Inside the Wild World of Shell Collecting

Picking up shells on the beach may seem like child’s play, but to elite shell collectors, it’s a hobby and a lifestyle. Unbeknownst to most non-shellers, there’s an entire culture of avid collectors who come together regularly to celebrate shells for their beauty and unlock secrets from the sea.


Last month, Earther traveled to Sanibel Island, Florida to check out the biggest shell show in America. Exhibitors showed off their collections, competed for prizes and swapped shelling stories and knowledge at the 81st edition of the Sanibel Shell Show. Thousands of locals and tourists, some of whom came just for the show, shuffled through the rows of exhibits.

Visitors marveled at what they saw, mouths agape at intricate shell art and expansive exhibits on the science, all put together by amateurs who simply can’t get enough of shells and their varied forms. Their finds—usually discovered at low tide in the early mornings (or late night depending on how you view 4 a.m.)—also inform professional scientists and improve our understanding of the ocean.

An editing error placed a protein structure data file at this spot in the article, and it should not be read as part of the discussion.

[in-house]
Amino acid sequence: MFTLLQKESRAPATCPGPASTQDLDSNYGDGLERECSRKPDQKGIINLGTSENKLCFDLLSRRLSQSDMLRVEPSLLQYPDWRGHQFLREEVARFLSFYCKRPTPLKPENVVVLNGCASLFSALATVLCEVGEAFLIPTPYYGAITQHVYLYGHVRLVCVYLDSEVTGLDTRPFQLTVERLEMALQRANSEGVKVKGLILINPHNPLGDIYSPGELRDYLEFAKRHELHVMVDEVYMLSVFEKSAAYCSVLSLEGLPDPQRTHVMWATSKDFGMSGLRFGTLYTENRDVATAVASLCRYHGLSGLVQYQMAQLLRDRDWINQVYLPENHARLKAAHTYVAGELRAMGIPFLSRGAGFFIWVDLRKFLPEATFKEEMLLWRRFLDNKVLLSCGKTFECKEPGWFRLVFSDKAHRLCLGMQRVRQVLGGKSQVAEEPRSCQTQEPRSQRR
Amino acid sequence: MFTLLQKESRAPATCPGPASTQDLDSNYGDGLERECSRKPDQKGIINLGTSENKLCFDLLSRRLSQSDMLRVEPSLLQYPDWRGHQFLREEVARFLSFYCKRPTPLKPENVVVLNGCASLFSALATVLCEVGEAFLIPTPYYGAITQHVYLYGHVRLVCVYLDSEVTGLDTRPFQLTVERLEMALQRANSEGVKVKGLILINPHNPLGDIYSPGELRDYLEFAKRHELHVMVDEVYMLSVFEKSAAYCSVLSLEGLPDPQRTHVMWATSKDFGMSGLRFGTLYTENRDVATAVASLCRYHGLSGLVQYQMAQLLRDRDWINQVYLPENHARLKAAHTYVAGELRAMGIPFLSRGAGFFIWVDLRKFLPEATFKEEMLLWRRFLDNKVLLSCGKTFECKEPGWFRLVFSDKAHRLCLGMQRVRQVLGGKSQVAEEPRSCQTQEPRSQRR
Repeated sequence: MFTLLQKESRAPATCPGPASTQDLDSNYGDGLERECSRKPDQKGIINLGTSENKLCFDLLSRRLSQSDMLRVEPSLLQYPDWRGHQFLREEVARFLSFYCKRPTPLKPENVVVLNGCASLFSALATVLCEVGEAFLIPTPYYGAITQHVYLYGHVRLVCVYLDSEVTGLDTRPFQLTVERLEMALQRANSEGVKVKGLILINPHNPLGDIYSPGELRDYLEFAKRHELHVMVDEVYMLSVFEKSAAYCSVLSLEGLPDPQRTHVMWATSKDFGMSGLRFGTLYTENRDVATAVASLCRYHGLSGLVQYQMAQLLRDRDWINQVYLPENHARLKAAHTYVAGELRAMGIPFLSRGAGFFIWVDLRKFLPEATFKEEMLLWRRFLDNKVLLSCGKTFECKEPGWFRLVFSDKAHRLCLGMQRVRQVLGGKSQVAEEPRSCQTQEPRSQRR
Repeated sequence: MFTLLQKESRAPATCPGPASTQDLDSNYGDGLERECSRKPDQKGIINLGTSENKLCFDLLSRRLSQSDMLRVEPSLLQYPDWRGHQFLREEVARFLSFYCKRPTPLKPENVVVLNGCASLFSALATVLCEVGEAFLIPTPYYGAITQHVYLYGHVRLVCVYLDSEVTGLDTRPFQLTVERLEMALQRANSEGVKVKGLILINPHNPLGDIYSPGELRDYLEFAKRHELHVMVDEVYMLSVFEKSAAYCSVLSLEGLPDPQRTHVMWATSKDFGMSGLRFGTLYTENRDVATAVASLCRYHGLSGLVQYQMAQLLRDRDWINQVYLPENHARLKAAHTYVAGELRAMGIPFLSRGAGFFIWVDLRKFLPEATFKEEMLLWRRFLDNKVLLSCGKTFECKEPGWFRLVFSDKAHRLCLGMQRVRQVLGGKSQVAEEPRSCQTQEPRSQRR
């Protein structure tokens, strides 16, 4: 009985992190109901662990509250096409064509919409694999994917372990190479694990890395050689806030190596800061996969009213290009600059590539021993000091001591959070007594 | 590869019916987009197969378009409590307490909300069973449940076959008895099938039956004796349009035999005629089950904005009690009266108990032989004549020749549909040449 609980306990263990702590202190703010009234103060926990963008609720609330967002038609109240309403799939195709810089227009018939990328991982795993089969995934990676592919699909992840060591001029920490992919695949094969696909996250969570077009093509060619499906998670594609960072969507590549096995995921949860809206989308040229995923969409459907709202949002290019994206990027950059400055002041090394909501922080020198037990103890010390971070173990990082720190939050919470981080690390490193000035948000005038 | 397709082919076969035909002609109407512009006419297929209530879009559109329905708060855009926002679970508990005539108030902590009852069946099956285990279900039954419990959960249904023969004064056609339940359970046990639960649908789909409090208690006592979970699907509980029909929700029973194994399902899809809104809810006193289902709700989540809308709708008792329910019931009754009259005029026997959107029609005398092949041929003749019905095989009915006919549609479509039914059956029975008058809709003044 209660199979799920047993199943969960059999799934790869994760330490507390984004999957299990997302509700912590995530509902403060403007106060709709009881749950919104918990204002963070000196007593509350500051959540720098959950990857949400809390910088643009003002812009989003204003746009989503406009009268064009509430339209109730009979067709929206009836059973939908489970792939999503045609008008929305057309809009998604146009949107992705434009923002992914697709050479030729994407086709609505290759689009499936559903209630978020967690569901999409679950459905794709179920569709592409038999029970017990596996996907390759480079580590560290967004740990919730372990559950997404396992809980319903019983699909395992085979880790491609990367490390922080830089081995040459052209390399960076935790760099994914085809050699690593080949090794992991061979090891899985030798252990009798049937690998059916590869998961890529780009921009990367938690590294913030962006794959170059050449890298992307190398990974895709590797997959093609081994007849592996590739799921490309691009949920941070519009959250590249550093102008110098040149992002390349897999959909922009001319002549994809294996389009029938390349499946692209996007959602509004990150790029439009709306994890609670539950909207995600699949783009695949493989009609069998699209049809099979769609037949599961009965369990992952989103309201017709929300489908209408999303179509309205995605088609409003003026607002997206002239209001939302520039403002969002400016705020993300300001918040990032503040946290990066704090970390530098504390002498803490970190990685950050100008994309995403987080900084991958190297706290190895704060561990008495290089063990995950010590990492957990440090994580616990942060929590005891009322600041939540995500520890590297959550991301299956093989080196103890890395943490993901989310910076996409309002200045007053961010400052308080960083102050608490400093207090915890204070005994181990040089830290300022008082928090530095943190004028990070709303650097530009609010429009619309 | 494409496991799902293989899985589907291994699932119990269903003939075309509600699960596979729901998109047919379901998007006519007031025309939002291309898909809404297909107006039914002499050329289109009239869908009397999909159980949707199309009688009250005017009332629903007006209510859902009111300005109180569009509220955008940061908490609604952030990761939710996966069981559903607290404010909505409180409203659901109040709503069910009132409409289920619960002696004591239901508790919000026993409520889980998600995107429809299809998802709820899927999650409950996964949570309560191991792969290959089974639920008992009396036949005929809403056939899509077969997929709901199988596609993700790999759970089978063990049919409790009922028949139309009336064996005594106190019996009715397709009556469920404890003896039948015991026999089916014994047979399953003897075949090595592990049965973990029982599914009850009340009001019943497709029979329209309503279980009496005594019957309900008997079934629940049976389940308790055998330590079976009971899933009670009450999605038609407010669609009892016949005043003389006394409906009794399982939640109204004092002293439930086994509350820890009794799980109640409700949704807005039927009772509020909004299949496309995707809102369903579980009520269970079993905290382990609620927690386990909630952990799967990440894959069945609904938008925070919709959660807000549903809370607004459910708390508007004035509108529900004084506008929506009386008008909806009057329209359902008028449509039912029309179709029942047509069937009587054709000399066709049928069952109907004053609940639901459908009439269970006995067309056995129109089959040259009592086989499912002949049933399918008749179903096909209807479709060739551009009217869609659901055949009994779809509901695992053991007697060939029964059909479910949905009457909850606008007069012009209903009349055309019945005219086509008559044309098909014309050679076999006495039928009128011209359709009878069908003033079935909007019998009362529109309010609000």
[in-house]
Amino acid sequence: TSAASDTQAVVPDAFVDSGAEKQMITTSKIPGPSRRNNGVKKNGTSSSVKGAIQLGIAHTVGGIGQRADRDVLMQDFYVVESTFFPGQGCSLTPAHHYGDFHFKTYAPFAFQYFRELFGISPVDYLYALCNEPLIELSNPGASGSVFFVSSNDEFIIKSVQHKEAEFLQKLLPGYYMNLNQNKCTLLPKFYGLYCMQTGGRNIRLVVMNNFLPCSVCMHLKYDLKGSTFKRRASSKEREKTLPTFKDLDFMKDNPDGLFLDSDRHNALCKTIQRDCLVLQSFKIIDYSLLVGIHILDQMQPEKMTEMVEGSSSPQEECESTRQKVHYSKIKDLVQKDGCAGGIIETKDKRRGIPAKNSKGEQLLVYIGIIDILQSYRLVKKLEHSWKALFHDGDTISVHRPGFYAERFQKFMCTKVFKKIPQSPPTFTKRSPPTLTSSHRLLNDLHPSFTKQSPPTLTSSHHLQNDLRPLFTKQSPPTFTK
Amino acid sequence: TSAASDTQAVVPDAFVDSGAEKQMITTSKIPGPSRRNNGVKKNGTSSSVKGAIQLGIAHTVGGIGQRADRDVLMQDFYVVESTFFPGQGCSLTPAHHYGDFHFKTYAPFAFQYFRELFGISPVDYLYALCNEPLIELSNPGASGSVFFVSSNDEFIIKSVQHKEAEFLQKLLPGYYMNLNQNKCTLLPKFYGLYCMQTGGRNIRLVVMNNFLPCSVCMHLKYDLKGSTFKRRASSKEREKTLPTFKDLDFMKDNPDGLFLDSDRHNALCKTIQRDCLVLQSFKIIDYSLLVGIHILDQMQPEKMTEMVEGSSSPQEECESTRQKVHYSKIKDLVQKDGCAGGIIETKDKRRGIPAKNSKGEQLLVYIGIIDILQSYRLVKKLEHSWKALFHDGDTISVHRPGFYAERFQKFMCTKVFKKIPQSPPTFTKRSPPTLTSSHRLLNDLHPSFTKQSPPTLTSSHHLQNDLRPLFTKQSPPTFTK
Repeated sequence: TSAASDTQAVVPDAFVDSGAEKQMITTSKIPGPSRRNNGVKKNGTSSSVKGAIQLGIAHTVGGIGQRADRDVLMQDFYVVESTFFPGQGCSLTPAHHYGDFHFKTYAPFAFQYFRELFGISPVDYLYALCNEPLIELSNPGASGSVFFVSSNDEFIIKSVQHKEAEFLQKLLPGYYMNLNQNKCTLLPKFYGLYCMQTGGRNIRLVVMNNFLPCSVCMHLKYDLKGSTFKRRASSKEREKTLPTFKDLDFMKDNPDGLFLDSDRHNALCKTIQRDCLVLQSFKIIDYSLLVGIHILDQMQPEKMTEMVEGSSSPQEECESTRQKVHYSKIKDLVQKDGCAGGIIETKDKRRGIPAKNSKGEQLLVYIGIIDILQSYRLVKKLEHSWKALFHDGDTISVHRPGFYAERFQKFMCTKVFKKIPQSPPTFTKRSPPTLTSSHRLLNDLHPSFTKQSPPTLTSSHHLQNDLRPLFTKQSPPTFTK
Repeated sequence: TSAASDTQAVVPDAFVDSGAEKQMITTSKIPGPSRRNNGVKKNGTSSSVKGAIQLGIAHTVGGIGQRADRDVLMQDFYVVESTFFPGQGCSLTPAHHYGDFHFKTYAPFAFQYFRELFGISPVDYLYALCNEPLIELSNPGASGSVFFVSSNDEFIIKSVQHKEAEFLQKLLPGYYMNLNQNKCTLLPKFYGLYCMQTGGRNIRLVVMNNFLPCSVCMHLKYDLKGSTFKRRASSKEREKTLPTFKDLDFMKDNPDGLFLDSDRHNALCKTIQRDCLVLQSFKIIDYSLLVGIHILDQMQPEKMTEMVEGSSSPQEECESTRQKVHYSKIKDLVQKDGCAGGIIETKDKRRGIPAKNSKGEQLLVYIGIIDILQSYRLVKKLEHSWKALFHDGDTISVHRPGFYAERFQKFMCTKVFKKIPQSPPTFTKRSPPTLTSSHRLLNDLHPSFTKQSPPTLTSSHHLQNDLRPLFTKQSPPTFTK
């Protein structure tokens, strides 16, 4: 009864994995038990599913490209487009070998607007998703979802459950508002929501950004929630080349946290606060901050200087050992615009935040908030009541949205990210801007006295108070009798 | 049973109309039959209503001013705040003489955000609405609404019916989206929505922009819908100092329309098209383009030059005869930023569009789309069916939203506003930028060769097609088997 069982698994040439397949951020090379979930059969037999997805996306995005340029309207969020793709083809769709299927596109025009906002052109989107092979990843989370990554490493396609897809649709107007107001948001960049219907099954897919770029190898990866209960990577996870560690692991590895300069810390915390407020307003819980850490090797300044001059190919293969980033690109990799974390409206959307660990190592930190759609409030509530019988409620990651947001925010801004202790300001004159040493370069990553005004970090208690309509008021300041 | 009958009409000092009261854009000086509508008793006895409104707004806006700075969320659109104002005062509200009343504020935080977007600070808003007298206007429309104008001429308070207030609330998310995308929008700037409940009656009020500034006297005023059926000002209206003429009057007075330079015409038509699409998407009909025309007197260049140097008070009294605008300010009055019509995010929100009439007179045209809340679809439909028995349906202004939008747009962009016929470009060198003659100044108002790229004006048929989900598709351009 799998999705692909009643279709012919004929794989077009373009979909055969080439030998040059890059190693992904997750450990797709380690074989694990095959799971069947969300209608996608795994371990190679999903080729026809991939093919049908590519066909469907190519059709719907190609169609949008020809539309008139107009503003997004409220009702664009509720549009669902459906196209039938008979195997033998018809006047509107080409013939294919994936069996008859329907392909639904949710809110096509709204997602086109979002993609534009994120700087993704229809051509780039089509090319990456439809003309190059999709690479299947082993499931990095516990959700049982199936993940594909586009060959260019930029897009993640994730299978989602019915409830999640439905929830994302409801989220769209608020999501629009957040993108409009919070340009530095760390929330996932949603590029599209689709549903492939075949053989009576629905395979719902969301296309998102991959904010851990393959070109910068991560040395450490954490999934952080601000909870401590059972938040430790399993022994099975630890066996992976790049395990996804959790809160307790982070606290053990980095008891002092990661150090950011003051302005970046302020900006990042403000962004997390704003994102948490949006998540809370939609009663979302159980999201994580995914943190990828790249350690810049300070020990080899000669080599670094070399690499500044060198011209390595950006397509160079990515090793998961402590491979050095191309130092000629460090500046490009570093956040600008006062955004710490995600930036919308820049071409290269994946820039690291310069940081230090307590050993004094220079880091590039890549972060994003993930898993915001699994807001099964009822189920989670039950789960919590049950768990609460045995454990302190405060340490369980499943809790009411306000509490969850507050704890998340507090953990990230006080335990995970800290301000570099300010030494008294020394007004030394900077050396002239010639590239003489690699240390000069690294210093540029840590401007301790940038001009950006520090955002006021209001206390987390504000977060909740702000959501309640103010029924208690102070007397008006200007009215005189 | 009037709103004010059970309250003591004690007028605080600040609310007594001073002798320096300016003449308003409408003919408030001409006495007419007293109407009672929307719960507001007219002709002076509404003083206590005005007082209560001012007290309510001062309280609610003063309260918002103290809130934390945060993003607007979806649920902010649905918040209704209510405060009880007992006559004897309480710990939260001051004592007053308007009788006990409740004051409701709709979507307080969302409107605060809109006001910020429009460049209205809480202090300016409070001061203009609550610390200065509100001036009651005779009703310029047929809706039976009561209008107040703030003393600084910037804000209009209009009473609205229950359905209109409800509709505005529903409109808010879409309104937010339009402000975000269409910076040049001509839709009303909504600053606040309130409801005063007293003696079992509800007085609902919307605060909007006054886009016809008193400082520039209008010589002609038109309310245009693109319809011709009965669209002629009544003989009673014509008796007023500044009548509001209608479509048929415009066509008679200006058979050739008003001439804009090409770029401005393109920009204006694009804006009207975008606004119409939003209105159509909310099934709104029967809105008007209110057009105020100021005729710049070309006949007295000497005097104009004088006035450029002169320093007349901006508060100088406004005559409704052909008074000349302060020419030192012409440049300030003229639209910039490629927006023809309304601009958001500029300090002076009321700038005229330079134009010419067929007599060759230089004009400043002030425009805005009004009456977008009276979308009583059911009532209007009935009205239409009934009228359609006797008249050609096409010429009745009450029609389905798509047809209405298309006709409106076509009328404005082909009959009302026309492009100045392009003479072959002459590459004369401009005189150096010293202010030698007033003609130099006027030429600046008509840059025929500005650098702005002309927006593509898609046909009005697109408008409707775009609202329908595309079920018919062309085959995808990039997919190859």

Shellers frequently share their discoveries to researchers at the Bailey Matthews National Shell Museum located on the island, creating “an ongoing synergy” according to Jose Leal, the museum’s science director.

“You can’t do what we do if you don’t love shells,” Mary Burton, the co-chair of the Sanibel Shell Show’s artistic division, told Earther.

Verdict: true.

Managing editor, Earther



I second the poster who said please, don’t do this. CaCO3 is a varying compound of calcium and carbonate (alkalai salts or minerals) that gives rise to stuff like chalk, shells and limestone. Mollusks, mussels, barnacles and sea urchins in seawater continually secrete this compound that gives structure to their shells. The outer shell of bird eggs also uses CaCO3 for structure. Shorebirds often get the calcium from their diet of shelled marine organisms. Clearly the rising acidity of the ocean dissolves these structures and will have a cascade effect on most life and structure on many islands. Structure of beaches depend on shells just like soil depends on decomposing organisms like trees. Please leave the shells where they are.